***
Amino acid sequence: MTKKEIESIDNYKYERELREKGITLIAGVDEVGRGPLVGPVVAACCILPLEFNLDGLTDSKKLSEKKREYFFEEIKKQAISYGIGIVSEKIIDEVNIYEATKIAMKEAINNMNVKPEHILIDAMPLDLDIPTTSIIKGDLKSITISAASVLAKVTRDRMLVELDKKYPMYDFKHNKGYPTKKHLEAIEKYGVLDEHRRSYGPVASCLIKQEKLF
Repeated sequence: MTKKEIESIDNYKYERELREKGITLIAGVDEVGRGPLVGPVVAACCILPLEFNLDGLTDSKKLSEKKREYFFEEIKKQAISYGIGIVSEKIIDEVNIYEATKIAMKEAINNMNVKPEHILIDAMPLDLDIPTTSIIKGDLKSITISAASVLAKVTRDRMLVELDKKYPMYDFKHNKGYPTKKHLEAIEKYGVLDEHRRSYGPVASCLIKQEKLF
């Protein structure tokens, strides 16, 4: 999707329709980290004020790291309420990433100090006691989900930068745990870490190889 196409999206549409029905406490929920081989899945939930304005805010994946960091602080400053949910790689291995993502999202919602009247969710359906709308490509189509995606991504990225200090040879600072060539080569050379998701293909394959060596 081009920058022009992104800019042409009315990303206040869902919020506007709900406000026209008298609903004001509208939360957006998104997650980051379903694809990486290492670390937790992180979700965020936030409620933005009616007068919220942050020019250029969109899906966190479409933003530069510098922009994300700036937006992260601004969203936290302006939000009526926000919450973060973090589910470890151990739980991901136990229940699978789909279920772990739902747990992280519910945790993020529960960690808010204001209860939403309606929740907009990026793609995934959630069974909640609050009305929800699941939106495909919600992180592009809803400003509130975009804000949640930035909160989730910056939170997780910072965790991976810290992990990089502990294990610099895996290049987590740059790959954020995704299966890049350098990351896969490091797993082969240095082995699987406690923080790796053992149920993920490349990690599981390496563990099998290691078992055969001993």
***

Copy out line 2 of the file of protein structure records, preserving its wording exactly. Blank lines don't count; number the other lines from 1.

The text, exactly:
Repeated sequence: MTKKEIESIDNYKYERELREKGITLIAGVDEVGRGPLVGPVVAACCILPLEFNLDGLTDSKKLSEKKREYFFEEIKKQAISYGIGIVSEKIIDEVNIYEATKIAMKEAINNMNVKPEHILIDAMPLDLDIPTTSIIKGDLKSITISAASVLAKVTRDRMLVELDKKYPMYDFKHNKGYPTKKHLEAIEKYGVLDEHRRSYGPVASCLIKQEKLF